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WHAS - Bird Lists and Wildlife Sightings

Please send information about wildlife sightings to our Wildlife Sightings Chair.

To see some recent Washington State bird sightings go to the Tweeters list. To subscribe to Washington State Tweeters or to get more info about Tweeters visit WA Tweeters.

Sandhill Crane (WDFW Image)

 

Wildlife Sightings

Lake Sacajawea has many of the over-wintering waterfowl now. A Eurasion Wigeon was spotted on 12/2/14 and other waterfowl seen have been Wood Duck, Mallard, Northern Shoveler, Greater and Lesser Scaup, Ring-necked, Common Goldeneye, Bufflehead and even Hooded Merganser. We also have seen many Double-crested Cormorants as well as Pied-billed Grebes. On 12/01/14 a Bald Eagle swooped down and made off with a Gull(did not catch the species) for breakfast.

All this can be seen in our back yard here in Longview just get out, walk the lake and observe. You may even catch a glimpse of one of our resident River Otters.

Osprey nest near Woodland

Pair of Osprey - Robert VanNatta

Pair of Osprey - Robert VanNatta

There is an active Osprey nest west of Woodland next to the Columbia River in a public access area. Robert VanNatta was able to park beside where he set up the camera outside the dike. He got quite a show that morning as an eagle came by just after these photos were taken, and the Osprey went after the eagle and chased it off.

2014 Cowlitz County Bird List (January Update)

Another year with a nice start, mostly due to a fine Christmas Bird Count on New Years Day. The headliner was the second ever record of Rusty Blackbird for Cowlitz County found on 52nd Ave in west Longview. A Sora found the same day on Washburn Road was very unusual for winter. Keep those reports coming.

You find our bird lists here.

Dead Eagle found in Longview

On December 27, during his daily walk around Lake Sacajawea in Longview, John Green found a dead Bald Eagle at the edge of the lake.  It is illegal to collect wild birds, per the Federal Migratory Bird Treaty Act of 1918, so he did not touch the bird, determined to find the proper action to take.

Upon arriving home, he called Washington Department of Fish and Wildlife, who were not interested (maybe not their jurisdiction) and recommended to call Portland Audubon.  Audubon gave him the number for the Federal Fish and Wildlife office.  These folks have committed to picking up the bird, which upon their direction was stored in a plastic bag in his freezer.  They advised that there is a demand for Native American ceremonial use and the feathers will be donated after a necropsy is performed to determine cause of death.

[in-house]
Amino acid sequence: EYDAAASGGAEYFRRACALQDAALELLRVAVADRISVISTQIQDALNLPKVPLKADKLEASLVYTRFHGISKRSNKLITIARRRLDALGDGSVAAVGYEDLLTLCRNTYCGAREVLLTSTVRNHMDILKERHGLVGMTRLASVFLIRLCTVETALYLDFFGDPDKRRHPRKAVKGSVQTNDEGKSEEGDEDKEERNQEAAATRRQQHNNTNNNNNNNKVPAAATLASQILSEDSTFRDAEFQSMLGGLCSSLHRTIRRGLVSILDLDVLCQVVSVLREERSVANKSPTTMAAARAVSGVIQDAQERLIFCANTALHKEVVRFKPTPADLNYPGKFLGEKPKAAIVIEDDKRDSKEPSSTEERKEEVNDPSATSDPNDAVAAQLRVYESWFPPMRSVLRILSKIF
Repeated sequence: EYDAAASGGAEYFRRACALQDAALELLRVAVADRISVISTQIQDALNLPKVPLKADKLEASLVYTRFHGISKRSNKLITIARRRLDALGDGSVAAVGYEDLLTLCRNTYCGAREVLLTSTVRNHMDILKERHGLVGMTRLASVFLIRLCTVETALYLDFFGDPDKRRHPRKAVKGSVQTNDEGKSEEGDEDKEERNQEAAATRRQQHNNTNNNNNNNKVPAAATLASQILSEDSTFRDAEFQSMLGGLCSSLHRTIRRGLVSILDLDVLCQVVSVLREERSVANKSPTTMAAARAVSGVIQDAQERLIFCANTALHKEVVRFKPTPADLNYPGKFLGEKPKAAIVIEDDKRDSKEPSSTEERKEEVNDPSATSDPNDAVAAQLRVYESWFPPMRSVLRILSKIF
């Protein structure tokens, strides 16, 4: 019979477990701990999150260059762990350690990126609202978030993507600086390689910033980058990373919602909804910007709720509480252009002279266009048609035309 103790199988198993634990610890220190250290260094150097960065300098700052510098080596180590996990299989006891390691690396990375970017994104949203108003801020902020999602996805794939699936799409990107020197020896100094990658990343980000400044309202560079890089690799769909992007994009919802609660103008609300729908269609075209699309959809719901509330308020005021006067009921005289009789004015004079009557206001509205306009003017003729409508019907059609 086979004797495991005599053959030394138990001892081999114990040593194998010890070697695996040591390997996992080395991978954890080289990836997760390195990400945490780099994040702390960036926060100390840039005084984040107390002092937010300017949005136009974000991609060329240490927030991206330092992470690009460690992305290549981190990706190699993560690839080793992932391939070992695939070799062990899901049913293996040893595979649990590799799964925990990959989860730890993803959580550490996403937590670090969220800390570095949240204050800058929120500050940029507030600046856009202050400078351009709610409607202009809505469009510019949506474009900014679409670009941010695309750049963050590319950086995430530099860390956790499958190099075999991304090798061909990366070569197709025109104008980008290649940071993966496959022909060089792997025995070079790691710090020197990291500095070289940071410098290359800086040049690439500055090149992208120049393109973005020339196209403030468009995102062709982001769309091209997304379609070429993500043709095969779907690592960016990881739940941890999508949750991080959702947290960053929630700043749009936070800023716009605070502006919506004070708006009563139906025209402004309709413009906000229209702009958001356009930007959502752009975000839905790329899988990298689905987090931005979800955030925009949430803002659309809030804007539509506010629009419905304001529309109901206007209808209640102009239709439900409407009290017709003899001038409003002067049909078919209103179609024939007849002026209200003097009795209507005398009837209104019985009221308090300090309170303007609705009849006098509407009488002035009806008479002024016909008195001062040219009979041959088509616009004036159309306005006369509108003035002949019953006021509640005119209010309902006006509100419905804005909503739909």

It has been determined that the eagle died in a collision with a motor vehicle probably in flight over the Washington Way bridge.

Local Christmas Bird Counts Overview

The Christmas Bird Count (CBC) is citizen-science at its best and this year's will be the 114th. You can help with this effort, whether you have ever gone bird watching or not. You will have the opportunity to meet new people with interests in birds, or spend time with friends from previous years. Again this year WHAS sponsors the following CBC's:

  • Leadbetter CBC on Saturday Dec 21th: contact This email address is being protected from spambots. You need JavaScript enabled to view it. before December 10th
    Count Circle areas include the Pacific Ocean beaches on the Long Beach Peninsula, Willapa Bay’s east shore mid-point on the peninsula to the tip of Leadbettter point on the Willapa National Wildlife Refuge and the west side of the bay from the Naselle River north to Bay Center, WA.
  • Wahkiakum CBC on Sunday Dec 29th: contact This email address is being protected from spambots. You need JavaScript enabled to view it.
    Count Circle include portions of the Skamokawa, Puget Island, Cathlamet, and Brownsmead areas.
  • Cowlitz Coweeman Columbia CBC on Wednesday January 1st: contact This email address is being protected from spambots. You need JavaScript enabled to view it.
    Count circle areas include East Oregon, West Oregon, South Washington, East Washington, West Washington, and North Washington

This is your chance to help collect the information which will direct decisions in the future, decisions which will affect how much natural beauty, including birds, remains for future generations.

Bring your binoculars if you have some, boots, warm clothes and a lunch, and join us for a day outside, looking closely at some of Nature's most interesting creatures, sharing the day with people who have similar interests.

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